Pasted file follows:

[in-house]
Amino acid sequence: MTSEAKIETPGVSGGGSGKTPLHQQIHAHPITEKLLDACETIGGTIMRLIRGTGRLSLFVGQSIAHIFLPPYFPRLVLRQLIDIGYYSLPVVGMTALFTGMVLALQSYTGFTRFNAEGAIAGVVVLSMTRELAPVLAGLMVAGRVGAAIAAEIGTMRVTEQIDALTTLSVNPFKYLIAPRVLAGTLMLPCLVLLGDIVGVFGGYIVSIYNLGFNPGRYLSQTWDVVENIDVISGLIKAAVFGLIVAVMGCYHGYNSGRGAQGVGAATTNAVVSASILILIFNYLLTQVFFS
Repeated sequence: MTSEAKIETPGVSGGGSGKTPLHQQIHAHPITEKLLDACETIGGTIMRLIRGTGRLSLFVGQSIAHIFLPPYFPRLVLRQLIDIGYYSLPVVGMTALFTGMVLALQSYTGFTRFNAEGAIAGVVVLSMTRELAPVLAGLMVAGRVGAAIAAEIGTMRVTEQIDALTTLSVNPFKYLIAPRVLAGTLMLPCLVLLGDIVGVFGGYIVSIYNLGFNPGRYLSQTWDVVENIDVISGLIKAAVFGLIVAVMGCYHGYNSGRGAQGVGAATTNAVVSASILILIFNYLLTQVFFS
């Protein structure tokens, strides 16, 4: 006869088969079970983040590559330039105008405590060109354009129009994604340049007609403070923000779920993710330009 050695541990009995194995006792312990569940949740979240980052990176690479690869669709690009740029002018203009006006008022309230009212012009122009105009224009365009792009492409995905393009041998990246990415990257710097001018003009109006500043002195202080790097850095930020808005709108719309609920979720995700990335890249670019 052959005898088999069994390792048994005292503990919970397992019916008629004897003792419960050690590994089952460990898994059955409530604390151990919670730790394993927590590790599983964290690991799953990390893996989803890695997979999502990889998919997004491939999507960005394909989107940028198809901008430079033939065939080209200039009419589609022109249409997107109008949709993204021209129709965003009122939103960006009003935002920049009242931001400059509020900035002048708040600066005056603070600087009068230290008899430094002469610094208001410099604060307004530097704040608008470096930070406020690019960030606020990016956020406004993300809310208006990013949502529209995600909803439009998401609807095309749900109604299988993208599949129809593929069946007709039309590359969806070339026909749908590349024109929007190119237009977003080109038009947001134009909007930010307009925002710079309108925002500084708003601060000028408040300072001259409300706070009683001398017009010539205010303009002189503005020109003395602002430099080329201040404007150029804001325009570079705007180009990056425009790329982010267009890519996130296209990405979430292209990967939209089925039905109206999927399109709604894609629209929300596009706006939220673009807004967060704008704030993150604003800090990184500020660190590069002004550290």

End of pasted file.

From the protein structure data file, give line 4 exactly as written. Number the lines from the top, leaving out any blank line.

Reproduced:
């Protein structure tokens, strides 16, 4: 006869088969079970983040590559330039105008405590060109354009129009994604340049007609403070923000779920993710330009 050695541990009995194995006792312990569940949740979240980052990176690479690869669709690009740029002018203009006006008022309230009212012009122009105009224009365009792009492409995905393009041998990246990415990257710097001018003009109006500043002195202080790097850095930020808005709108719309609920979720995700990335890249670019 052959005898088999069994390792048994005292503990919970397992019916008629004897003792419960050690590994089952460990898994059955409530604390151990919670730790394993927590590790599983964290690991799953990390893996989803890695997979999502990889998919997004491939999507960005394909989107940028198809901008430079033939065939080209200039009419589609022109249409997107109008949709993204021209129709965003009122939103960006009003935002920049009242931001400059509020900035002048708040600066005056603070600087009068230290008899430094002469610094208001410099604060307004530097704040608008470096930070406020690019960030606020990016956020406004993300809310208006990013949502529209995600909803439009998401609807095309749900109604299988993208599949129809593929069946007709039309590359969806070339026909749908590349024109929007190119237009977003080109038009947001134009909007930010307009925002710079309108925002500084708003601060000028408040300072001259409300706070009683001398017009010539205010303009002189503005020109003395602002430099080329201040404007150029804001325009570079705007180009990056425009790329982010267009890519996130296209990405979430292209990967939209089925039905109206999927399109709604894609629209929300596009706006939220673009807004967060704008704030993150604003800090990184500020660190590069002004550290």